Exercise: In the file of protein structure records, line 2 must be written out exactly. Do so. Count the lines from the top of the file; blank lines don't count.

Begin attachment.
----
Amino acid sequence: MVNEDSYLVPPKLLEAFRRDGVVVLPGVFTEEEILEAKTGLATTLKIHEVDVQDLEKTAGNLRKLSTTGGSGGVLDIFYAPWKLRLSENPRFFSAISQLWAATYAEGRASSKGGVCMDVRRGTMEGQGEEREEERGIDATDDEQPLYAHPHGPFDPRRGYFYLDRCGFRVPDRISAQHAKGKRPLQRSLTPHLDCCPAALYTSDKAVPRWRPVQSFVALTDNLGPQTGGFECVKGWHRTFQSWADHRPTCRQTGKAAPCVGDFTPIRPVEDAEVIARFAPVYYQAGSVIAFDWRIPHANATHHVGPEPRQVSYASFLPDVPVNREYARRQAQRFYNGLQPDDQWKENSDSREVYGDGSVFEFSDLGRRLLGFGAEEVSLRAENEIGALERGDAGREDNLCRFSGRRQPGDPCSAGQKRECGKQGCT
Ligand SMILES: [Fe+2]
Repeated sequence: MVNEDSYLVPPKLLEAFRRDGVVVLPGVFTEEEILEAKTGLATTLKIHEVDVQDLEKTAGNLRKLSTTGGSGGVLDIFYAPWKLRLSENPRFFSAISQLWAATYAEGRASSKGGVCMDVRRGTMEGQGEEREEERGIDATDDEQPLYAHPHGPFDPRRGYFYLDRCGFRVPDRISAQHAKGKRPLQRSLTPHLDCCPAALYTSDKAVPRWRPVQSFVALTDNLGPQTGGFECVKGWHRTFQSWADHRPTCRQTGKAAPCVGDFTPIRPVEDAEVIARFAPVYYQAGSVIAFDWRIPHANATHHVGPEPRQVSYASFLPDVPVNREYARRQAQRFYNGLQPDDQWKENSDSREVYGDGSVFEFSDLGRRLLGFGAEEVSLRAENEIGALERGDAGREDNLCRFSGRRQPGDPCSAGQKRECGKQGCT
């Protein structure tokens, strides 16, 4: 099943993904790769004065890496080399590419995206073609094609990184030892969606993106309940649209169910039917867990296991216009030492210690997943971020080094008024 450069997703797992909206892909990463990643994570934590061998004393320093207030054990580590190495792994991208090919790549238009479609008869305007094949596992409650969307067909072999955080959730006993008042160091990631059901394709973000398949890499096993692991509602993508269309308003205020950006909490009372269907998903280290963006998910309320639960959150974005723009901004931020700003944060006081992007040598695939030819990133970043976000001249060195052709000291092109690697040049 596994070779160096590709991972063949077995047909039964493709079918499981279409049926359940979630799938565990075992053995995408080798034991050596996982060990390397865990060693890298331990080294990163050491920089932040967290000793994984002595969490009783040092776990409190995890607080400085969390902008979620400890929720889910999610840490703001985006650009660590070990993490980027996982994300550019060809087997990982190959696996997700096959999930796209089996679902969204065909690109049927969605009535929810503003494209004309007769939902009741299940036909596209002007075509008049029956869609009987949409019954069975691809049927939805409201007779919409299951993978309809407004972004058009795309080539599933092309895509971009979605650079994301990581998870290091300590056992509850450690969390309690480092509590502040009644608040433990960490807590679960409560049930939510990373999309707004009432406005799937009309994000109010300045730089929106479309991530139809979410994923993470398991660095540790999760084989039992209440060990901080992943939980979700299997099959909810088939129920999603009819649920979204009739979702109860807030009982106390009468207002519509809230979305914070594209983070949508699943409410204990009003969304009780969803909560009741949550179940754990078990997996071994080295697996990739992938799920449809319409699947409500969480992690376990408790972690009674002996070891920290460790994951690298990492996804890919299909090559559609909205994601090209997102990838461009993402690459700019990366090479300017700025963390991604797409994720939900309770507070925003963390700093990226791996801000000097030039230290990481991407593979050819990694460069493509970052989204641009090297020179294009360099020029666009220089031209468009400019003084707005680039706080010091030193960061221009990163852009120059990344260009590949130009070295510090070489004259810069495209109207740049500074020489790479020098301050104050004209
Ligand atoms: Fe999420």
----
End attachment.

Ligand SMILES: [Fe+2]